In the first two stanzas, the poem immediately launches into its use of pathetic fallacy. The rainy weather mirrors the bleak state of the couple's relationship. The speaker says that "The clouds have given their all," as if they are exhausted, just like people, from raining. This in turn sets up a clear link between the natural environment and the mood of the poem's two main characters: the speaker and his partner. (A quick note: the poem does not specify the speaker's gender, but to make it easier to read this guide uses male pronouns).
The fact that the "clouds had given their all" hints that the couple, too, have reached some kind of end-point. Two full days of rain have fallen; rain, of course, is often associated with misery and sadness. But now the rain has stopped, and the couple have an opportunity to take a walk. The alliteration of line 3, in which three out of the four words begin with /w/, anticipates the description of the earth as "waterlogged" in the first line of stanza 2:
in which we walked,
the waterlogged earth
This repetition of /w/ sounds gives the lines a sort of trudging, heavy quality, mimicking the feeling of having soggy mud underfoot as you walk.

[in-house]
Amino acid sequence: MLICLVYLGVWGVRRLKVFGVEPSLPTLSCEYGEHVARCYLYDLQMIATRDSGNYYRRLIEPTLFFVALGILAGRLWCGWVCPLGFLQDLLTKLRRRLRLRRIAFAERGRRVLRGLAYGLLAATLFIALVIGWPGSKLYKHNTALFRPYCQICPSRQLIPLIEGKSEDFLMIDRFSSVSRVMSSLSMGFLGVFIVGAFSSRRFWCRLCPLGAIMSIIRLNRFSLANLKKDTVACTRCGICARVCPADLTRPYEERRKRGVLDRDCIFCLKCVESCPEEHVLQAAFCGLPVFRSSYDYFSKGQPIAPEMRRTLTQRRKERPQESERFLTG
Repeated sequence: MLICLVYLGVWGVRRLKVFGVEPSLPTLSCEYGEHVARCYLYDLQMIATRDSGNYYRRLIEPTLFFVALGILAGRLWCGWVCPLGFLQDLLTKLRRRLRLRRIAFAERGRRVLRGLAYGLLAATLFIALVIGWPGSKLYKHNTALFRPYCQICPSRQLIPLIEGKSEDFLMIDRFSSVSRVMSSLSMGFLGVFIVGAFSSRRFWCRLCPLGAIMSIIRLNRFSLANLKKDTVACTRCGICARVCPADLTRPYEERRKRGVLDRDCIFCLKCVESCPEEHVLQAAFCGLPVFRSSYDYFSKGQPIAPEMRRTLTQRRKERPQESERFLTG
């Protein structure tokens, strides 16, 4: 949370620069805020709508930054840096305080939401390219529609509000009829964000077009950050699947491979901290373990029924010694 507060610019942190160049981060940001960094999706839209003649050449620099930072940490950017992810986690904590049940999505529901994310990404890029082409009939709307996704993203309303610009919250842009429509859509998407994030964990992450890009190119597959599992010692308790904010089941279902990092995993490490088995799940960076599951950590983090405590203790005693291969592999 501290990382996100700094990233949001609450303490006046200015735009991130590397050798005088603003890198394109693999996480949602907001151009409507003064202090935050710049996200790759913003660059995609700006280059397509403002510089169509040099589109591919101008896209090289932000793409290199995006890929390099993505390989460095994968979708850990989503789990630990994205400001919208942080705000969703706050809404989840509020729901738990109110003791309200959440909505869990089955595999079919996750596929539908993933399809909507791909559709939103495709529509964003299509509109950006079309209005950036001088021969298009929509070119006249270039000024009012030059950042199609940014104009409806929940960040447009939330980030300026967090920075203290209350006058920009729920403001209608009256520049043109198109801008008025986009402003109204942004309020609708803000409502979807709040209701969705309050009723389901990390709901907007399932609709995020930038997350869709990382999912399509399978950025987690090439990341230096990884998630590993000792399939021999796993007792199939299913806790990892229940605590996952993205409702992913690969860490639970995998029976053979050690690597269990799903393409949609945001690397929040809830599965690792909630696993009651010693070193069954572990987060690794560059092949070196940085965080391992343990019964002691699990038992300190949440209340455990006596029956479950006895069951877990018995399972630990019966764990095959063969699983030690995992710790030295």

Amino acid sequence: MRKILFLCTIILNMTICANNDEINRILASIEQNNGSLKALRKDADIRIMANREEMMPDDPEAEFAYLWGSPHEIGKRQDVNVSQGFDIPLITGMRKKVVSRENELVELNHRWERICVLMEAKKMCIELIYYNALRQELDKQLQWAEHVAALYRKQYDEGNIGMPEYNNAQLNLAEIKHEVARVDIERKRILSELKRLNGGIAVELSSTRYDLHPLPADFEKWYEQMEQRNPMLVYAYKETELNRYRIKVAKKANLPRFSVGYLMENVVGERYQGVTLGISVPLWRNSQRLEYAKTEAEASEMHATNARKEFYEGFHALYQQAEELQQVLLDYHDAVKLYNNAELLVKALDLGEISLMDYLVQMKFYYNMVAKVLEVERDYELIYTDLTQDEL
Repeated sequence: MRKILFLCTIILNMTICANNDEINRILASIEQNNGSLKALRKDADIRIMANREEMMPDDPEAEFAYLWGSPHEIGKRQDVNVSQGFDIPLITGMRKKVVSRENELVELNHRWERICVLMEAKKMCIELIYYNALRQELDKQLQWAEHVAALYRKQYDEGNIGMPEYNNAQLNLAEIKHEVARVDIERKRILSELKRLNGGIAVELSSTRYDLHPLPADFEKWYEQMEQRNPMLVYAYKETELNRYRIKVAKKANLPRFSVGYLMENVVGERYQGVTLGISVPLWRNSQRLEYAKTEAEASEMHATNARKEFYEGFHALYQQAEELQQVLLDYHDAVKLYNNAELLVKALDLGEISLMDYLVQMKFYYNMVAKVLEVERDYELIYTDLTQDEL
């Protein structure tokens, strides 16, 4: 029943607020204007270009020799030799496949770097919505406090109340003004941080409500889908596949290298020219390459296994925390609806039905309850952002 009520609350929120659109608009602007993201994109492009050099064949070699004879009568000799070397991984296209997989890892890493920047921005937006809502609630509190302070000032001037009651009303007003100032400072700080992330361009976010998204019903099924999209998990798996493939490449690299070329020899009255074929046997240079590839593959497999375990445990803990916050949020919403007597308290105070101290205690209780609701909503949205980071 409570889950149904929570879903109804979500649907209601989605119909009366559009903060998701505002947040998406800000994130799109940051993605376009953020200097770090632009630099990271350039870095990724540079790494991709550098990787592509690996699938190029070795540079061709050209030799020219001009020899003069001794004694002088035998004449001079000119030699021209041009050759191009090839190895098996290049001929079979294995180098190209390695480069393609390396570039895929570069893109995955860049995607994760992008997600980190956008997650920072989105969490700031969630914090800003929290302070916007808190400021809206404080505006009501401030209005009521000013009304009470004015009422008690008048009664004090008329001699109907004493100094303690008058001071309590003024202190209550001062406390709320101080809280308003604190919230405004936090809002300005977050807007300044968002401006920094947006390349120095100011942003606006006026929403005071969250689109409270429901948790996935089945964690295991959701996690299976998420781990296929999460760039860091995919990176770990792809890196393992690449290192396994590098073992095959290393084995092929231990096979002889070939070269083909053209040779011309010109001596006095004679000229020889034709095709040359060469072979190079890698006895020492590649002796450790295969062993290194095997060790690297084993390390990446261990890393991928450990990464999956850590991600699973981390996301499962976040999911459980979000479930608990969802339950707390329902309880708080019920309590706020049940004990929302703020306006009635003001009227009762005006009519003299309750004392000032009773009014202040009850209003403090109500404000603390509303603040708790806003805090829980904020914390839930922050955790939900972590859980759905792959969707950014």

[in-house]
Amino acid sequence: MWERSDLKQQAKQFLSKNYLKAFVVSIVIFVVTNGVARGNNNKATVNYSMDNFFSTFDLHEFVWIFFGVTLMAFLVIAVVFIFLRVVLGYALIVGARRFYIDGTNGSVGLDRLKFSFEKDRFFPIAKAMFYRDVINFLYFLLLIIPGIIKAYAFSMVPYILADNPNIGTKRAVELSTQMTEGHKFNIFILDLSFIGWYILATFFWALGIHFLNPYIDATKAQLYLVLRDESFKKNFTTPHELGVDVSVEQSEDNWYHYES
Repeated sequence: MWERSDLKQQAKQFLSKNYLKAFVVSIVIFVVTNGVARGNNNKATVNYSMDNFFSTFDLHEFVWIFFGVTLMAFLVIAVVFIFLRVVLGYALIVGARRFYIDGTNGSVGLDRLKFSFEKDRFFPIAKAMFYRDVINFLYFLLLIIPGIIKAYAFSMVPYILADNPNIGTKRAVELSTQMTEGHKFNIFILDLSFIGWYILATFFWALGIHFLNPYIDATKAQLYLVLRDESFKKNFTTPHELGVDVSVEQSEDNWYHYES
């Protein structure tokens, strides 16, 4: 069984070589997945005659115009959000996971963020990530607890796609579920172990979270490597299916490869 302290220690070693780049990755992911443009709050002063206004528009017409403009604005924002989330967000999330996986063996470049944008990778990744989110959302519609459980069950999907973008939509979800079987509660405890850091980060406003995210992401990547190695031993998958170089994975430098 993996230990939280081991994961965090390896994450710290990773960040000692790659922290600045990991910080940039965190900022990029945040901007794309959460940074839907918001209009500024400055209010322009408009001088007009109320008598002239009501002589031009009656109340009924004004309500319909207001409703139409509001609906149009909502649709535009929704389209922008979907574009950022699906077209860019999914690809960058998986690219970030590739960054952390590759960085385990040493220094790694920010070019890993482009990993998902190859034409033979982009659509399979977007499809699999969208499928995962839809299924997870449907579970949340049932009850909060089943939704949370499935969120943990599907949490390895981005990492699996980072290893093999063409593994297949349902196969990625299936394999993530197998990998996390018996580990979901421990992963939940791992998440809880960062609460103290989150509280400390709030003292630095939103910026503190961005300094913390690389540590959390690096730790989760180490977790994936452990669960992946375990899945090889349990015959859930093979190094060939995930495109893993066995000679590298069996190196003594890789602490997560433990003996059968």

The second stanza, beginning with "the waterlogged earth," intensifies the opening pathetic fallacy into personification, making the link between the couple and their environment even more pronounced. Now, the "waterlogged earth" is described as "gulping for breath at our feet." The consonance of the two /g/ sounds is similar to the sound of a gulp, and the enjambment in stanza 2 creates a further sense of breathlessness as the lines topple into each other.
Of course, mud doesn't really need to breathe in the way that humans do—but describing it as struggling for breath relates to the way that the couple, metaphorically speaking, are themselves struggling for breath. Whatever they've been arguing about has nearly broken them, and so their relationship is in this sense close to death. This is the cue for the swans to arrive.